[MUSIC PLAYING] Welcome to this episode of Sociology-- Studies of Society. Today's lesson is on social stratification. As always, don't be afraid to pause, stop, rewind, and fast forward to make sure you get the most out of this tutorial. So today we're looking at social stratification. Stratification is just when you split up something into different layers.
Well, social stratification is just a hierarchy ordering groups of people and society from high to low. And there is a lot of inequality in social groups. There's difference between wealth and power and status. All these can play into different types of social stratification. Before I move on to actually explain a little more about social stratification, just a caveat here-- social inequality, just as a term here, means unequal social status of groups.
So in most societies, you're going to have some form of social inequality. It's going to a vary from society to society, and it's going to vary across time even within the same society. But that's what the term there means. It just means unequal social status of groups. So here we have a representation of a social hierarchy. People can move up or down in these categories.
So the amount of degree that someone can move up or down in society is called social mobility. So if we're looking at, let's say, a class system, which is something-- you know, when you're breaking up society based on wealth, well, people can move down in wealth. They can move to a lower category, or they can move up. And the degree of that-- so kind of like maybe the likeliness of that is called social mobility.
Now, what happens if you can't move at all? There's no way. Well, that is called a caste system. So a caste system is one which does not allow for social mobility at all. You can think of maybe traditional Indian society being a great example of a caste system. They have before different castes and the untouchables, and traditionally there was absolutely no change in those groups.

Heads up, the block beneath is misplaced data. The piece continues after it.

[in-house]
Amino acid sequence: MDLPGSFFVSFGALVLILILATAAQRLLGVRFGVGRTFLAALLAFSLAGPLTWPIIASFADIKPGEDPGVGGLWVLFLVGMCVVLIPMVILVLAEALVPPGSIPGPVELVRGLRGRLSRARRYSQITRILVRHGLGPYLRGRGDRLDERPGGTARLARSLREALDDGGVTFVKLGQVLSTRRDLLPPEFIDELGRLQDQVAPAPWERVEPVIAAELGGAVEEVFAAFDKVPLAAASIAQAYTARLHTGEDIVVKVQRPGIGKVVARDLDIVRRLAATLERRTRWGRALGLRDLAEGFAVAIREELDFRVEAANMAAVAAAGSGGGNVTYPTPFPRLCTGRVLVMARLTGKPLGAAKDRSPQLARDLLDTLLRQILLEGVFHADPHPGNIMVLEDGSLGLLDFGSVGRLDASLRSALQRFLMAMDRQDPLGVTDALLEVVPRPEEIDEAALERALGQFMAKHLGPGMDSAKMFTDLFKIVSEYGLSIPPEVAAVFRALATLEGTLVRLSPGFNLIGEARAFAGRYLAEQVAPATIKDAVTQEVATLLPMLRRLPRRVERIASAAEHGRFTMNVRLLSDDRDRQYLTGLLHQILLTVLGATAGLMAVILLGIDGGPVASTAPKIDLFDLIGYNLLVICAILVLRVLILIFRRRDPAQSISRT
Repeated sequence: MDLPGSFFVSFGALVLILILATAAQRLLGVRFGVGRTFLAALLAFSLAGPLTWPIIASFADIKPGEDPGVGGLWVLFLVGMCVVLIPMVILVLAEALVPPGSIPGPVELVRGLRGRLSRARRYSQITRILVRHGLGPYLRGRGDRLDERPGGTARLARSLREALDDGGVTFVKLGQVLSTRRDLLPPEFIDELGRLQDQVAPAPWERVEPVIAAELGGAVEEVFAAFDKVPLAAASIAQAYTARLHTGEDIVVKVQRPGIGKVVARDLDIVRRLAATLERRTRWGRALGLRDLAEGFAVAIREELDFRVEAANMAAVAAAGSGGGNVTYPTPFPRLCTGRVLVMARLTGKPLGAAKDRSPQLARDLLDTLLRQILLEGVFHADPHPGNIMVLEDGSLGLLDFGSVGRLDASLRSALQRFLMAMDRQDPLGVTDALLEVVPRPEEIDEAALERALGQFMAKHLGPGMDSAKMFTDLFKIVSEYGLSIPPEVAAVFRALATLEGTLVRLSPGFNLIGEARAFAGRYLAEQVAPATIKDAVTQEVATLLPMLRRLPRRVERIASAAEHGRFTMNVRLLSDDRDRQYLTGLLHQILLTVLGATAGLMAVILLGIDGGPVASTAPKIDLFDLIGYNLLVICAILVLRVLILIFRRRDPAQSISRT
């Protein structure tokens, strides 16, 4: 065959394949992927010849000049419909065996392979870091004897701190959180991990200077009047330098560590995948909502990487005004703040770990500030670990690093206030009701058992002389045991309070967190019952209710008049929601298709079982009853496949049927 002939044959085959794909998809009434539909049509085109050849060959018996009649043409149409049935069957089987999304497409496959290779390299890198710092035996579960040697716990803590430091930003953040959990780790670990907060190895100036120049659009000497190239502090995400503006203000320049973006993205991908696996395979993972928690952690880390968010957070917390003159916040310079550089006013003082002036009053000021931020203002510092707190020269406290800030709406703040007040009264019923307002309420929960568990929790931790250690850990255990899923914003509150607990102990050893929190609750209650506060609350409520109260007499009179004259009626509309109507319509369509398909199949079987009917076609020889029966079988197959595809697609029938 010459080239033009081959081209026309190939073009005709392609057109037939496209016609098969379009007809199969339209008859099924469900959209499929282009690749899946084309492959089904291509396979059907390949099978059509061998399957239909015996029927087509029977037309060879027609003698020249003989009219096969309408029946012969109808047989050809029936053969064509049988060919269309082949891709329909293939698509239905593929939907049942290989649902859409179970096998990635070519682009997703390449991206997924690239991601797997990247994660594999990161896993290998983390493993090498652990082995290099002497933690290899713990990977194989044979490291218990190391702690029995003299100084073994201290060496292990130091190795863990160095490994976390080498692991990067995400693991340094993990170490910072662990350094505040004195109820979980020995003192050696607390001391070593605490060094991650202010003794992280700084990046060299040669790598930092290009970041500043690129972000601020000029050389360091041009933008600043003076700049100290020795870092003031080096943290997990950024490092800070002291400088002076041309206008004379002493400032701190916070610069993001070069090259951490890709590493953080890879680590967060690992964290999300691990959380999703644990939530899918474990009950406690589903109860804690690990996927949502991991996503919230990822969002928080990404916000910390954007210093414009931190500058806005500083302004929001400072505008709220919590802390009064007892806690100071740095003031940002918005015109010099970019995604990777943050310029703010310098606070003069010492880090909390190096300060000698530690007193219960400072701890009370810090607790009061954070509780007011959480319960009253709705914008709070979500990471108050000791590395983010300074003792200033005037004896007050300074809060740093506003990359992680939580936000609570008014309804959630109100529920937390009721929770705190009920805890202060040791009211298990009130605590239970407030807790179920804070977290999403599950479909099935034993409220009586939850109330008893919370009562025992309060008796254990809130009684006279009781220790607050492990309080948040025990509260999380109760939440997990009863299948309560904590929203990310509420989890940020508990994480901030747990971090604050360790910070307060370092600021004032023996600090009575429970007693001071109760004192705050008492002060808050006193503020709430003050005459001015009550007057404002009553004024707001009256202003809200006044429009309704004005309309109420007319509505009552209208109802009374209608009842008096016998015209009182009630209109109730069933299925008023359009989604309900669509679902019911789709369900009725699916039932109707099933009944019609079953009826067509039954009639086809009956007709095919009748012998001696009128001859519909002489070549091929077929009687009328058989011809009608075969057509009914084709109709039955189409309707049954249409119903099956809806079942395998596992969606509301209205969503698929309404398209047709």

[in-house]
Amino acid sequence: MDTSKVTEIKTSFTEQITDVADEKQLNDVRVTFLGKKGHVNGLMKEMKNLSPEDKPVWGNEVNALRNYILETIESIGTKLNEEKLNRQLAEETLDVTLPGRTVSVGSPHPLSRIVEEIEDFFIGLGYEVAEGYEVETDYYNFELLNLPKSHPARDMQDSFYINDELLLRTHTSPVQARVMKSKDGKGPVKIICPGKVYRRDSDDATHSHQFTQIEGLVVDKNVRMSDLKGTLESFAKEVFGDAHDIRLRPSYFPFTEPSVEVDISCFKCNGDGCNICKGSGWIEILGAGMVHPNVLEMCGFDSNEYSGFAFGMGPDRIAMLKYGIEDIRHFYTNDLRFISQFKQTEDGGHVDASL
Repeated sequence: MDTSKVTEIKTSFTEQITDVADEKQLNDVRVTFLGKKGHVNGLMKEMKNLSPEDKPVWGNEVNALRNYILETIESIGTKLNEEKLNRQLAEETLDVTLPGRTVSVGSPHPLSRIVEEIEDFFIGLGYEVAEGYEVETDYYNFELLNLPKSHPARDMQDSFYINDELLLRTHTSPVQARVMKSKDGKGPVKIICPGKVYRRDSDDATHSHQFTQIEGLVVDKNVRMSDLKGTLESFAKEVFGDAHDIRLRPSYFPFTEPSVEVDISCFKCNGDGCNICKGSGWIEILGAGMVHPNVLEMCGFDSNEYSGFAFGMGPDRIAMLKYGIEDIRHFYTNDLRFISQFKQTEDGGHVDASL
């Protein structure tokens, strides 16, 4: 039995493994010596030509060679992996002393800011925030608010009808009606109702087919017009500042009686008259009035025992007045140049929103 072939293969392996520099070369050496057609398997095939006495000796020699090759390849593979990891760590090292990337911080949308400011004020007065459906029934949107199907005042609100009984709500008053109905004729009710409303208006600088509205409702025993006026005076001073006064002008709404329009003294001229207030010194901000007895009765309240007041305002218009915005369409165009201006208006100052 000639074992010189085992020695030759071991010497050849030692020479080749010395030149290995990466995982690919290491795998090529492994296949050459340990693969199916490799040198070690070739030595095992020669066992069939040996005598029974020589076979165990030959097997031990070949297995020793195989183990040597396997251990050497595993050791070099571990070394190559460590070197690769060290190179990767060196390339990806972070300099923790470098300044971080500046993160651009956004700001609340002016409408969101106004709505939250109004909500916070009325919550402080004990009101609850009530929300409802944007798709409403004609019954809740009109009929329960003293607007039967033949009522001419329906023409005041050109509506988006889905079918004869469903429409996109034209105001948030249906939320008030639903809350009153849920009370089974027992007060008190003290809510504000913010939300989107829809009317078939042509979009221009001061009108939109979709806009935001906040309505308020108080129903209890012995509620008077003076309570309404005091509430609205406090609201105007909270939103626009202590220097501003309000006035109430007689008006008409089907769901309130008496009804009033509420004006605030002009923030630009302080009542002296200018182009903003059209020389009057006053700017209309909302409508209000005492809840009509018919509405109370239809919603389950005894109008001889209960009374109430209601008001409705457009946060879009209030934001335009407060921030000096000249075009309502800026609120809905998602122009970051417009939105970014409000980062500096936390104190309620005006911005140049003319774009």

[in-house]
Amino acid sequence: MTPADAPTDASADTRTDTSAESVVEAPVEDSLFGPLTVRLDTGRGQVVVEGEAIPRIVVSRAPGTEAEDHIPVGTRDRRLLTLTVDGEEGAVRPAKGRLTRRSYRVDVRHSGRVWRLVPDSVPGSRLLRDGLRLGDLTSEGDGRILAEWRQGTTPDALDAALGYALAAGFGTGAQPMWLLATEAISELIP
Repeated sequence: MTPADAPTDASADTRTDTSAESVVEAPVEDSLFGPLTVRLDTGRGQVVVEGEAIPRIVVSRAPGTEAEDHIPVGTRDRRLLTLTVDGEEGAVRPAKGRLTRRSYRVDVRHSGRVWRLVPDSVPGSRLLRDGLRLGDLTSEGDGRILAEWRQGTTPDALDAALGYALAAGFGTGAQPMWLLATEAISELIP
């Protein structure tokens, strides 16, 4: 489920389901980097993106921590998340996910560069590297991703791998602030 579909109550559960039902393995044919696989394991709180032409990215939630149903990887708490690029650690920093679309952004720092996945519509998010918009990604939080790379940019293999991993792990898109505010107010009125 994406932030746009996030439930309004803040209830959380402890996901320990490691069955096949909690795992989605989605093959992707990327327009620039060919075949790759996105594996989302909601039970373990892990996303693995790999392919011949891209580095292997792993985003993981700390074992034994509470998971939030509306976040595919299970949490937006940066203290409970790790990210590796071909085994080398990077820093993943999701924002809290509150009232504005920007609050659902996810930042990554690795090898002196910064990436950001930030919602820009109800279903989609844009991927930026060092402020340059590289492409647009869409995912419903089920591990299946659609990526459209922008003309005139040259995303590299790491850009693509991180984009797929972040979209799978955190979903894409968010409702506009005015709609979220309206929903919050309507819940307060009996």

So let's look at modern stratification. I mentioned this actually before. A class system is one that stratifies society based on material wealth. And the majority of societies, really when we think about stratification, the first place people really generally go is thinking about it through material wealth. That's just the function of the way society seems to be going. Now, I want to mention here the Industrial Revolution, because the Industrial Revolution, if you remember, is this transition to manufacturing goods.
And so people moved from being farmers to having factories and producing like physical items from factories, rather than farming. And one things that it really did is it increased the standard of living and life expectancy for everyone. Another consequence of the Industrial Revolution is that it actually decreased the amount of social inequality that exists in society. So nations that have gone through an industrializing movement-- they are generally much more equal, much less unequal, than ones that have not.
So today's takeaway message-- today we looked at social stratification, and that's the hierarchy of groups and people in society from high to low. We looked at social mobility, so that's the degree which someone can move up or down in society. We learned about a caste system, which is a system that doesn't allow for any social mobility. We also looked at a class system, which is a hierarchy based on material wealth. Then I briefly talked about the Industrial Revolution and how that made societies more equal and increased standard of living and life expectancies.
And then we also learned about social inequality, which is just the idea of unequal social status of groups. Well, that's for this lesson. Good work, and hopefully you'll be seeing me on your screen again soon. Peace